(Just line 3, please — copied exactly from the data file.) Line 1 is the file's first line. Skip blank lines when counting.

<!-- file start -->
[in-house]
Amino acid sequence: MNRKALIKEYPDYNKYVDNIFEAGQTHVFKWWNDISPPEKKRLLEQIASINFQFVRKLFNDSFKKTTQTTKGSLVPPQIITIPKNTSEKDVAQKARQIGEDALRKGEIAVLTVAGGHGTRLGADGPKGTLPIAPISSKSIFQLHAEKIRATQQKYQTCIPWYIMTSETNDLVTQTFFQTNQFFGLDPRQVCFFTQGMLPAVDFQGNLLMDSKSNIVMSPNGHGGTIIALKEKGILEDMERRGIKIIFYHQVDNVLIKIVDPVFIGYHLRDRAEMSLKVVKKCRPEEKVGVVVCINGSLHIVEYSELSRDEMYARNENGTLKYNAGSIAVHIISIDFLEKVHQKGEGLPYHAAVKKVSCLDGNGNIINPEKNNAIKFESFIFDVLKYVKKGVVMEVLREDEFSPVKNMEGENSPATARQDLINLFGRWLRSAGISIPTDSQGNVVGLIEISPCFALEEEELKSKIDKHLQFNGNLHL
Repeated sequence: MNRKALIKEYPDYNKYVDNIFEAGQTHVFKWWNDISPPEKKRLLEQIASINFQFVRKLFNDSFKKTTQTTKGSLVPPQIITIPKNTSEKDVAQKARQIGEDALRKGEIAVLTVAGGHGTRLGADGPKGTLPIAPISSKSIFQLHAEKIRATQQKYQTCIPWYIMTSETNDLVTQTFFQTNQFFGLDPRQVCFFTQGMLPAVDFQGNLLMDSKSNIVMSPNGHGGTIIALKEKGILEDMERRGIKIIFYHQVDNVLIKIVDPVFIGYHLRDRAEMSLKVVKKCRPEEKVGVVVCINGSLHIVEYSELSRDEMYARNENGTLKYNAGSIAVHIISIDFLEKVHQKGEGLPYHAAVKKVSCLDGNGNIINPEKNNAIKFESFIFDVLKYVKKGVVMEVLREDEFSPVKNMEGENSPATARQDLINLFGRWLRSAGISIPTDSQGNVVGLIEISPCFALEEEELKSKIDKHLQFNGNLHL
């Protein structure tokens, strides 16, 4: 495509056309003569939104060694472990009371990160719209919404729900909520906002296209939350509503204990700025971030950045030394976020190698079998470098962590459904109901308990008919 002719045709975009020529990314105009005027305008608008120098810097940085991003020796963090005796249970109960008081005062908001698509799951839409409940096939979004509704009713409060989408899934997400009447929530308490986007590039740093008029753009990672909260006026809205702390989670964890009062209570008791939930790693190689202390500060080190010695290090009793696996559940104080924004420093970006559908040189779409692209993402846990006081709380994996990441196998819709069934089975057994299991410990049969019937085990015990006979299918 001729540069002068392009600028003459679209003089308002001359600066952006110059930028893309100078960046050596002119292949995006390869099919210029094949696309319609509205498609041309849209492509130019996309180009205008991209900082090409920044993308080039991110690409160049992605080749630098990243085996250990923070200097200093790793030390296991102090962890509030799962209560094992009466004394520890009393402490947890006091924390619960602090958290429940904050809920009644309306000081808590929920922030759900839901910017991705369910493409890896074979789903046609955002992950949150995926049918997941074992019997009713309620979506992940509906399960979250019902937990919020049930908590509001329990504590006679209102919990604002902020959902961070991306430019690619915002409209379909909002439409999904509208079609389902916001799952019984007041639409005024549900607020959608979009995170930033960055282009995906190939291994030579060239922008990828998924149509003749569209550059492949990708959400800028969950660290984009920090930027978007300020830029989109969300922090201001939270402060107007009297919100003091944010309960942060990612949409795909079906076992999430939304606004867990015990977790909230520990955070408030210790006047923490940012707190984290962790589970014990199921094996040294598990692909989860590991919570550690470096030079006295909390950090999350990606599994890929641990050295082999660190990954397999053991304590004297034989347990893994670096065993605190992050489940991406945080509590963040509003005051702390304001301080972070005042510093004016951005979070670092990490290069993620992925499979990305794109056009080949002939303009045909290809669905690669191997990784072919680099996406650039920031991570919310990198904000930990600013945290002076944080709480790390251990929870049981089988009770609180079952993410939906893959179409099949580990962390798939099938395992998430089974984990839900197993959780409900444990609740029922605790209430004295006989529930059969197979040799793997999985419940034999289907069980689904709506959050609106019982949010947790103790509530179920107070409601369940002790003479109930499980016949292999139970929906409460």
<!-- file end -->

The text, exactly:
Repeated sequence: MNRKALIKEYPDYNKYVDNIFEAGQTHVFKWWNDISPPEKKRLLEQIASINFQFVRKLFNDSFKKTTQTTKGSLVPPQIITIPKNTSEKDVAQKARQIGEDALRKGEIAVLTVAGGHGTRLGADGPKGTLPIAPISSKSIFQLHAEKIRATQQKYQTCIPWYIMTSETNDLVTQTFFQTNQFFGLDPRQVCFFTQGMLPAVDFQGNLLMDSKSNIVMSPNGHGGTIIALKEKGILEDMERRGIKIIFYHQVDNVLIKIVDPVFIGYHLRDRAEMSLKVVKKCRPEEKVGVVVCINGSLHIVEYSELSRDEMYARNENGTLKYNAGSIAVHIISIDFLEKVHQKGEGLPYHAAVKKVSCLDGNGNIINPEKNNAIKFESFIFDVLKYVKKGVVMEVLREDEFSPVKNMEGENSPATARQDLINLFGRWLRSAGISIPTDSQGNVVGLIEISPCFALEEEELKSKIDKHLQFNGNLHL